EXAMPLE 5 (a) Methyl 2-Cyano-2,2-bis[4-diphenylmethoxycarbonyl 7,3-(2-thienylacetamido)ceph 3 em 3 yl-methyl1- acetate A solution of the tetra-n-butylammonium salt of methyl cyanoacetate (347 mg., 1.02 mmole, 1.07 equiv.) in dry, ethanol-free chloroform (5 ml.) was added to a stirred solution of diphenylmethyl 3-iodomethyl-1B-(Z-thienylacetamido)ceph-3-em-4-carboxylate (604 mg., 0.95 mmole) in chloroform (5 ml.) at 0. After 1 hour, the mixture was poured into ethyl acetate and ZN-hydrochloric acid. The organic layer was washed, evaporated, and dried to give a foam (800 mg), which was chromatographed on Merck Kieselgel (20 g.). Benzene containing 15% ethyl acetate eluted the mono-alkylated compound (Example 11, 60 mg., approx. 10%,).
Benzene containing 20% ethyl acetate eluted a gum (483 mg., which crystallised from benzene containing ethanol to give the title compound as prisms (260 mg., 45%), m.p. to 142, [a1 +21 (c 1.34, CHCI a (ethanol), 265 nm. ('e 14,400), inflexion at 235 nm. (e 26,300).
(b) Methyl 2-Cyano-2,2-bis[4-carboxy-7,B-(2-thienylacetamido ceph-3-em-3-yl-methyl] acetate The ester, 1.209 g., 1.56 mmole) was dissolved in anisole (1.2 ml.) and trifluoroacetic acid (5 ml.). After 5 minutes at 25, the solution was evaporated at 25 1 mm. A little ethyl acetate was added and the suspension was again evaporated. The pale-yellow solid Was dissolved in sodium bicarbonate and washed with ethyl acetate. The aqueous phase was acidified to pH 2.0, and extracted into ethyl acetate, which was washed, dried, and evaporated to give a foam (610 mg.). The foam was dissolved in ethyl acetate and filtered, and added to a large volume of petroleum spirit to give the aiacid as a white powder (540 mg., 60%), m.p. 130 to 155 (decomp), [a] +121 (c 1.16, chloroform containing 5% dimethylsulphoxide), A (0.1M pH 6-phosphate) 236.5 nm. (6 25,800), infiexion at 260 nm. (6 16,900).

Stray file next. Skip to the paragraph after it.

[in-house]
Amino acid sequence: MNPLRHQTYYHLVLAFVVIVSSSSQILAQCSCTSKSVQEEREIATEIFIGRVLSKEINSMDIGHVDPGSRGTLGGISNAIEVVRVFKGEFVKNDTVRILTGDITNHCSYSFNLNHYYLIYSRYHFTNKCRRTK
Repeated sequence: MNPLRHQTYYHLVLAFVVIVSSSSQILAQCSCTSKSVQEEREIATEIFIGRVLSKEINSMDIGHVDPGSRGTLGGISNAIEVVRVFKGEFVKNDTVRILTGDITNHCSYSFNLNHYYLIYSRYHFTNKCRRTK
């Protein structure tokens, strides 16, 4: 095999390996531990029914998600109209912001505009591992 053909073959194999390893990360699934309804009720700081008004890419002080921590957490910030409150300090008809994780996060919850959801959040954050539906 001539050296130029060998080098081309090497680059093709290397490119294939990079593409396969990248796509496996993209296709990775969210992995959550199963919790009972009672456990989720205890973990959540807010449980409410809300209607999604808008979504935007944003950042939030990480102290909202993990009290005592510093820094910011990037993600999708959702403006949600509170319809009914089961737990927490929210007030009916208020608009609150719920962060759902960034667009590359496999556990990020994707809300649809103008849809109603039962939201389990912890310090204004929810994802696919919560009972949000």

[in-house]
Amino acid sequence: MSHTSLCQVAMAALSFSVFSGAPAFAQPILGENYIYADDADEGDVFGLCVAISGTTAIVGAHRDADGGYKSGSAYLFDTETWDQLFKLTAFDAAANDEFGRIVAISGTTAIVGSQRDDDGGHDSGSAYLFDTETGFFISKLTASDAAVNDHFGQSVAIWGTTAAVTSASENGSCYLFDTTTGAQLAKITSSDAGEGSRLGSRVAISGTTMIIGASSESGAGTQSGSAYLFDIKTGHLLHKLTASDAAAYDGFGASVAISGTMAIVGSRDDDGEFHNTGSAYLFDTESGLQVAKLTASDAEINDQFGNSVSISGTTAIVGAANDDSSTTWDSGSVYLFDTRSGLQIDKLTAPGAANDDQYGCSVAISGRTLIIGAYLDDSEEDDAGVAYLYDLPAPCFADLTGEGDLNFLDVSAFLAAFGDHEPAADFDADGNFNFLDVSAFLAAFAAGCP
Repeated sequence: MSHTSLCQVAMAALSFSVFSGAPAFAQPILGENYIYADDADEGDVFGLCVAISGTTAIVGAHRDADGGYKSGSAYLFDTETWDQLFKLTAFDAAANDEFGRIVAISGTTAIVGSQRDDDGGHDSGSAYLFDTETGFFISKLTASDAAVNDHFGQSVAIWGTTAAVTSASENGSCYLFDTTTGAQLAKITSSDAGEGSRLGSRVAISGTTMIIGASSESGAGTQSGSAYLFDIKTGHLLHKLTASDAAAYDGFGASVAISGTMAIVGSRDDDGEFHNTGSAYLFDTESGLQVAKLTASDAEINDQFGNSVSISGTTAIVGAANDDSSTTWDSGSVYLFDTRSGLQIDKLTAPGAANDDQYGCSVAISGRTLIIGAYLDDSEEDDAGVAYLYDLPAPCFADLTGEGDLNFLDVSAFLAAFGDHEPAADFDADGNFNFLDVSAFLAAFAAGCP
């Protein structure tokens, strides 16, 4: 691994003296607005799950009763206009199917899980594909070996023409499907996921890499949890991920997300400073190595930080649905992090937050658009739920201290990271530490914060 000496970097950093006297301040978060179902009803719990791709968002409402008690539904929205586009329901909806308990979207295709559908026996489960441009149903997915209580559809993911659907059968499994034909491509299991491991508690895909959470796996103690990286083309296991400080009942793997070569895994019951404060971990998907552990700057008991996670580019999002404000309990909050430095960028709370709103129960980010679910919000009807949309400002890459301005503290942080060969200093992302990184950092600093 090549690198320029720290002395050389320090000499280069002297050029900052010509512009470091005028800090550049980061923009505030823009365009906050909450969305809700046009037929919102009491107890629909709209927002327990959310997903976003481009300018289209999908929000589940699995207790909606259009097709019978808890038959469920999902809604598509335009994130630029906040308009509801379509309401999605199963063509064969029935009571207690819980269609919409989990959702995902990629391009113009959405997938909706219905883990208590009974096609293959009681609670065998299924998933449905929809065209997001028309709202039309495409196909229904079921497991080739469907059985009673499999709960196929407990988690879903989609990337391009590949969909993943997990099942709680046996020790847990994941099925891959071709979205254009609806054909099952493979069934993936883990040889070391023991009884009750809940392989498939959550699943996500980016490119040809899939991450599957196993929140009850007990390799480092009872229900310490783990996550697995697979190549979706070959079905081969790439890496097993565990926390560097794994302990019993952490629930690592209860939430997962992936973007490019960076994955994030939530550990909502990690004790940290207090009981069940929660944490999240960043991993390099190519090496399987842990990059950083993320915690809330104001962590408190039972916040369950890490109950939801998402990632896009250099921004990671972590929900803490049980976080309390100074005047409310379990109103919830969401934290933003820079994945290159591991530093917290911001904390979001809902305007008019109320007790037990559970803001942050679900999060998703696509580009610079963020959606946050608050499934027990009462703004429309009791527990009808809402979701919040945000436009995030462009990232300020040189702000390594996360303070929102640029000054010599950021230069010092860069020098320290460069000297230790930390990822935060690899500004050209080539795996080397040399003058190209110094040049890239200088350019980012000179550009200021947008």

EXAMPLE 6 (a) Tetra-n-butylammonium Phenoxide The crude preparation was crystallised from ethyl acetate to give prisms (853 mg.) and a filtrate (10.1 g.). The crystalline crop had m.p. 95 to 120, A (ethanol) 269 nm.
Both the crystalline and the crude salts were reacted (as described in later examples) with esters of 3-iodomethyl-7B-(2 thienylacetamido)ceph-3-em-4-carboxylic acid.
(b) Reaction with Tetra-n-butylammonium Phenoxide.
Diphenylmethyl 3-(4-Hydroxybenzyl) 7fl-(2-thienylacetamido)ceph-3-em-4-carboxylate and its A -Isomer (A) A solution of diphenylmethyl 3-iodomethyl-7fl-(2- thienylacetamido) ceph-3-em-4-carboxylate (930 mg., 1.47 mmole) in dry ethanol-free chloroform (5 ml.) was stirred at with crude tetra-n-butylammonium phenoxide (2.64 g., 7.9 mmole, 5.3 equiv.) in chloroform ml.), which was added during 10 minutes. After 5 more minutes, TLC (System E) showed complete consumption of starting ester; after 30 minutes, the reaction mixture was poured into ethyl acetate (50 ml.) and 2N- hydrochloric acid (10 ml.). The organic layer was Washed, dried, evaporated, then dissolved in benzene and chromatographed on a column of Merck Kieselgel (40 g.). The material loaded on the column has the following chromatographic behaviour: Rf 0.65 (f), 0.6 (f), 0.35 (mf), 0.3 (f), 0.2 (mf), 0.0 (s), (System B). Most fractions eluted from the column were mixtures, but two were purer. Fraction 1, eluted with benzene containing ethyl acetate, was obtained as a precipitated powder (80 mg., 9%). and was identified as the result of carbon-to-carbon coupling in the p-position, i.e. the title hydroxybenzyl ester, m.p. 120 to 136 (decomp.), [(11 +69 (0 0.7, tetrahydrofuran), no UV maxima (ethanol), but inflexions at 234 nm.
(Ei'f 291) and 263 nmlfin.